Indo-Canadian Filmmakers on the Rise

20 Feb

The Indian film industry is the world’s largest, with over 800 feature films produced annually and with highest ticket sales recorded worldwide. They easily outnumber North American sales and have a long history of film production in several areas of the country. North America boasts Hollywood as the entertainment haven, with New York and Vancouver holding second and third spots in terms of capacity, output and infrastructure for film and television production. Top revenue generating film production regions in India are Bollywood (Mumbai), Kollywood (Chennai) and Tollywood (Hyderabad), though there is activity across the country. Preethi’s weblog gives a detailed synopsis of the film industry across India.

As filmmaking must be in their blood, there are several Indo-Canadian producer/ directors making noise here in Canada. The stories brought to Canadian cinema are fresh perspectives of Indian culture immersed into Canada, with the accompanying cross-cultural themes. Brightlight Pictures picked up “Pink Ludoos” from a schoolteacher who entered the screenplay into a writing competition. This film explores the issue of societal discrimination against women and how geography is no boundary for cultural normality. The film, directed by Guarev Seth, will star a host of Indo-Canadian actors.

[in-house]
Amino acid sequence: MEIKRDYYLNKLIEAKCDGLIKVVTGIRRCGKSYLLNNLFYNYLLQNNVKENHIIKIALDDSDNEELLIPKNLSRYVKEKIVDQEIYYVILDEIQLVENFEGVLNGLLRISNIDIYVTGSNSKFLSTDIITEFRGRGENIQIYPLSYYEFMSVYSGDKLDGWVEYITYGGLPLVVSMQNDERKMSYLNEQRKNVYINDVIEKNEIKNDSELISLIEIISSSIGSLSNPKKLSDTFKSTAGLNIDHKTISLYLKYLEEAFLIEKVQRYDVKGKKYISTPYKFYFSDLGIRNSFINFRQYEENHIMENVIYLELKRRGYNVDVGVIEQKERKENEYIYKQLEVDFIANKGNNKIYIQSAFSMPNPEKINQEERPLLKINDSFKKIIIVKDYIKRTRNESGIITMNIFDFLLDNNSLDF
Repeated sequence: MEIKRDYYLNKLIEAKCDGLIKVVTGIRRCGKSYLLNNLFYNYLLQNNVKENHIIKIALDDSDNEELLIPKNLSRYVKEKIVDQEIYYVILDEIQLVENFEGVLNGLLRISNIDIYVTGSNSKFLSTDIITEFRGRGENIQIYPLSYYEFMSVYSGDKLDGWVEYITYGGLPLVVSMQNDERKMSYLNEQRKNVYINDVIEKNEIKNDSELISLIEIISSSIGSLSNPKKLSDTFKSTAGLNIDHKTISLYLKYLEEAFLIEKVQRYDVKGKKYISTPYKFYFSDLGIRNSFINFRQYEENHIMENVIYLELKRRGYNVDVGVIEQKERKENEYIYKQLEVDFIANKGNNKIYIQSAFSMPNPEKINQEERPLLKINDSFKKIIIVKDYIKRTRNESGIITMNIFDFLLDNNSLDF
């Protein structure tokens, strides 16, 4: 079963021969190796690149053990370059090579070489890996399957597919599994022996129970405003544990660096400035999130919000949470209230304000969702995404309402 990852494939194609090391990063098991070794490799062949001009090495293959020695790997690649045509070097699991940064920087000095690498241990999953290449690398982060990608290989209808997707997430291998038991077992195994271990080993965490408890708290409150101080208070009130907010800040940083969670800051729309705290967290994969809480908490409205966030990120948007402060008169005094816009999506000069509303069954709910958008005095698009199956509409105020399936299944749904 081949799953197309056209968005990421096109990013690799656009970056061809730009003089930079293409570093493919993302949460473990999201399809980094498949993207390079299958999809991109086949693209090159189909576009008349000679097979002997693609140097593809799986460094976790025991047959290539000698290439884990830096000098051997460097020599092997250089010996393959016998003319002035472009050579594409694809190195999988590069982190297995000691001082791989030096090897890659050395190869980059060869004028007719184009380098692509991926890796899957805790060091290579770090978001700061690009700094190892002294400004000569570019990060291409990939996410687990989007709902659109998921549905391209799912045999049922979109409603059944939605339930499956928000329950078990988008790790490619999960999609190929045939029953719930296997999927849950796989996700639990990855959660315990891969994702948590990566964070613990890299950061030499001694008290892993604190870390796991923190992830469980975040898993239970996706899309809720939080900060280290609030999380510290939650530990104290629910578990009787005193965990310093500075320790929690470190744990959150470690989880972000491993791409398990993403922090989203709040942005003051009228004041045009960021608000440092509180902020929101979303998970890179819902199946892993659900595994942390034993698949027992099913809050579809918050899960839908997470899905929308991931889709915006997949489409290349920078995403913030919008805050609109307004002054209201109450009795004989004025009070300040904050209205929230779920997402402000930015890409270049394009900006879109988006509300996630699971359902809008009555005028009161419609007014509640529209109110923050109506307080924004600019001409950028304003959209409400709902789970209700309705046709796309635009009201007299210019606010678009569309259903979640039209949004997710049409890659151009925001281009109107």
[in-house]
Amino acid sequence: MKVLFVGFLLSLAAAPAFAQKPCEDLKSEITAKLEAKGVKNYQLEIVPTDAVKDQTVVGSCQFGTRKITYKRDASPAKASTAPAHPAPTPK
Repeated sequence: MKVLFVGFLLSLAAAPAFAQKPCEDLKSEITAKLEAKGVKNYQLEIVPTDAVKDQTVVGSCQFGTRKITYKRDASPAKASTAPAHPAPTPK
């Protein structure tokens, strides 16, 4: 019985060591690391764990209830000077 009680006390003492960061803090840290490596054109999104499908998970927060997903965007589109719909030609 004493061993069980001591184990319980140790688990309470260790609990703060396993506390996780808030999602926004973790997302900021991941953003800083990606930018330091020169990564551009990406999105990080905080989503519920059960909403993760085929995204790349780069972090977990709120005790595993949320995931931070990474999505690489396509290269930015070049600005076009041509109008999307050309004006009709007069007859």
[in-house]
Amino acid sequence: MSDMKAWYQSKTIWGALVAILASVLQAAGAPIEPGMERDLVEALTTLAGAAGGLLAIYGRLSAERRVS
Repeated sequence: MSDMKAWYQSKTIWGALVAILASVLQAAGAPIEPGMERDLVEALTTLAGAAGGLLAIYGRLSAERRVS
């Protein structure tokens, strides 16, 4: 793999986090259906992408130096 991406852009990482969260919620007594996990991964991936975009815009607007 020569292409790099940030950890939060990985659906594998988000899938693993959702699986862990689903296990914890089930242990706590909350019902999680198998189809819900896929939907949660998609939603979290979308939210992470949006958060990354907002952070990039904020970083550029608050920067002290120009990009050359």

anandr2.jpgNorthern Saskatchewan born Anand Ramayya, son of India’s Ray Ramayya grew up with film and has recentlywapos.jpg won his third Gemini Award, this time for the Wapos Bay Series in the category of Best Children’s or Youth Fiction Program (beating out the popular Degrassi High). He is currently in post production for “Mad Cow Sacred Cow,” an extension to his bio-doc “Cosmic Current” that offers a cross cultural analysis of the human relationship with the cow, and the societal, spiritual and environmental impacts of globalization. Shooting in the Canadian prairies, the UK and India, this film discusses an important topic, and can be seen on CBC’s The Lens late this summer.

Vancouver’s Nilesh Patel has been making films for several years. His latest project, Brocket 99patel.jpg, is about the mock radio show of a Canadian First Nations community that was spread across western Canada via audio cassettes in the 1980s. The feature documentary traces back to the origins of the tapes, to the community of which it is based on, and gathers diverging social and cultural perspectives by those who remember the cultural phenomenom of the 80s. Patel has won several awards including the Sequences Magazine prize at the Montreal First Peoples Festival and the Special Recognition Award at the Anchorage International Film Festival. Nilesh Patel also works as a mentor for the Intersections Media youth project, which has just completed its seventh season providing opportunities for youth to learn about film and video production.

The Indo-Canadian perspective offers a diverse lens into a Canadian culture overlooked by most. I look forward to the future projects that come from these and others in the community.

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One Response to “Indo-Canadian Filmmakers on the Rise”

  1. RK August 19, 2010 at 2:38 pm #

    We takin over, one city at a time

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